Last week I attended The WorldViews Conference on Media and Higher Education, which ran from the 16th to the 18th of June, 2011 in Toronto. I was able to spend the full three days at the conference, and was lucky to meet face-to-face many of the people with whom I’d already chatted on Twitter (notably, Mary Churchill and Lee Skallerup), and whose articles I had read in the press or academic journals.
I made a Twitter list of conference Tweeps, based on tweets using the #WV2011 tag. I also wrote a live blog during the sessions I attended at the conference; here are the links to my rough notes from day one, day two and day three of the conference, if you're interested in seeing the content in more detail. There's an archive of tweets from the conference (created by Caitlin Kealey) available here.
The conference addressed an array of issues including the effects of international rankings on university governance; the role of science journalism; the relationship between academic experts and journalists; the continued under-representation of expertise from women, people of colour, and members of developing/Global South countries; and, of course, the nature of media coverage of higher education.
What exactly does current (mainstream) media coverage of post-secondary education look like, and why does this matter?
One of the primary organising themes in media coverage of PSE is that of the value of education, usually its economic value (as measured by the additional income generated for individuals from a PSE credential). The question of value is usually posed as one of whether a degree is “worth it”—“it” being the cost of tuition and living expenses, or in some cases the debt that a student may incur if s/he cannot pay up-front. I've even addressed this theme a number of times here in my blog.
Advocates of the continuing value of PSE tend to argue that average post-graduation lifetime earnings justify the rising short-term cost of a university education, and/or that the non-monetary benefits of PSE should be recognised. But the chorus of critics has begun to drown out these optimistic (and often over-simplistic) arguments. Now that so many people are receiving university degrees, in an increasingly unstable global economy, there's no "guarantee" that going to university will land you a job, let alone help you become "upwardly-mobile". Since living costs and tuition are increasing rapidly, the calculation of "risk" and "reward" in higher education becomes more of a focus. More students are taking on loans, which increase the risk involved (one needs to be able to repay one's debts from the additional income generated later).
Some coverage also focusses on how undergraduate students are "cheated" by a university system brimful of over-privileged professors who do very little work for high pay, and who would prefer not to have to deal with students at all. The university is already perceived as an arena for the elite, always somehow disconnected from "real" life and work, and such myths are reinforced by articles like this one from The Weekly Standard.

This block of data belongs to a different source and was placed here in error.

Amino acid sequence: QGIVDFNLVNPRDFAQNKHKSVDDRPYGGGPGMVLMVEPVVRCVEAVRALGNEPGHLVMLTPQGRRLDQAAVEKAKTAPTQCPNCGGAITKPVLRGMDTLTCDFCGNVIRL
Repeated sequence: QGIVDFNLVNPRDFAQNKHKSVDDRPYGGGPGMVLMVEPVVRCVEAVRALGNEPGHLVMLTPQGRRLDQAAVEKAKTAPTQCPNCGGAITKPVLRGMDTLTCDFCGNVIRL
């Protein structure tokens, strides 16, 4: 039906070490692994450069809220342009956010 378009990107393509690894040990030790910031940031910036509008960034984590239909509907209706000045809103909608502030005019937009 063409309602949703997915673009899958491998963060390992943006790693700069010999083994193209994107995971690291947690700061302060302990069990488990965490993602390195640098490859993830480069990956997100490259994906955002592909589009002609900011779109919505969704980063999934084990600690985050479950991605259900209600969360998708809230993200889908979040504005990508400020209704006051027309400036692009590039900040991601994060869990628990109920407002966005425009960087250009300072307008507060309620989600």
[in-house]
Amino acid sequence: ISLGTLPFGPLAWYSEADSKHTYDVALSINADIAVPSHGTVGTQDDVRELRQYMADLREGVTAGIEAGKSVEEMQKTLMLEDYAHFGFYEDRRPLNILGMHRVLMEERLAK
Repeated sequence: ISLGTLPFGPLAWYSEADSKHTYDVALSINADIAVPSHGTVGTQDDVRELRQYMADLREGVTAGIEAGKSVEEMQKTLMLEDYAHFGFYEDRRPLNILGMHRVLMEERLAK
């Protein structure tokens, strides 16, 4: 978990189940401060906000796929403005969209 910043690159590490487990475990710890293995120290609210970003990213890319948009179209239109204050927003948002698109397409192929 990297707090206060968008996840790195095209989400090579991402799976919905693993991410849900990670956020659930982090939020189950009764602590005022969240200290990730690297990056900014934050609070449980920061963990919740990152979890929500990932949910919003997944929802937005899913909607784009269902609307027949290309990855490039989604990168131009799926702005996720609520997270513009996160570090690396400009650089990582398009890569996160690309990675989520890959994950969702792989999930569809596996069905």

The assessment of value has also been applied to graduate education, and there's a raft of commentary on the futility of the PhD, particularly in the Humanities. The “ponzi scheme” image is invoked as a means of highlighting the relationship between the "production" of new PhDs and the (proportionally) shrinking number of tenure track academic positions available.
The latest critiques link higher education directly to economic tropes, invoking concepts such as "sub-prime education" (a comparison between sub-prime mortgages in the United States, and student loans) and the idea of higher education as an economic "bubble", popularised by PayPal co-founder Peter Thiel.
News media articles, blog posts and think-tank reports are joined by books that represent not merely criticism but a "crisis literature," like the infamous Academically Adrift in which the authors claim that universities are not performing well enough in their educative role (i.e. students are not "learning" anything), and even the more recent Lowering Higher Education: The Rise of Corporate Universities and the Fall of Liberal Education from James Côté and Anton Allahar in Canada (both of whom also co-authored Ivory Tower Blues). While these books contain many valid critiques, and they do "stimulate [public] debate" as their authors usually intend (Côté & Allahar, 2011, p.3), the critiques are often presented in a sensationalistic or reductionist way.
Along with the many public arguments made about the failings of universities to educate students, there is a parallel if more specialised thread of critique. Often found in the business section of newspapers, this argument invokes "innovation" and commercialisation as under-developed in Canada--that universities should play a more effective (economic) role in their research and development capacity, too. It's worth noting that this criticism has been levelled at universities, and at Canadian industry and funding councils, for decades (Dufour & de la Mothe, 1993, p.12).
In a second post tomorrow, I'll take a look at the implications of some of these criticisms and the assumptions underlying them, as well as some of the reasons why media coverage of universities is important for students, faculty, and parents, and for politicians and policy makers.
Reference: Dufour, P. & de la Mothe, J. (1993). The historical conditioning of S&T. In De la Mothe, J. & Dufour, P. (Eds.), Science and technology in Canada (pp. 6--22). Harlow, UK: Longman.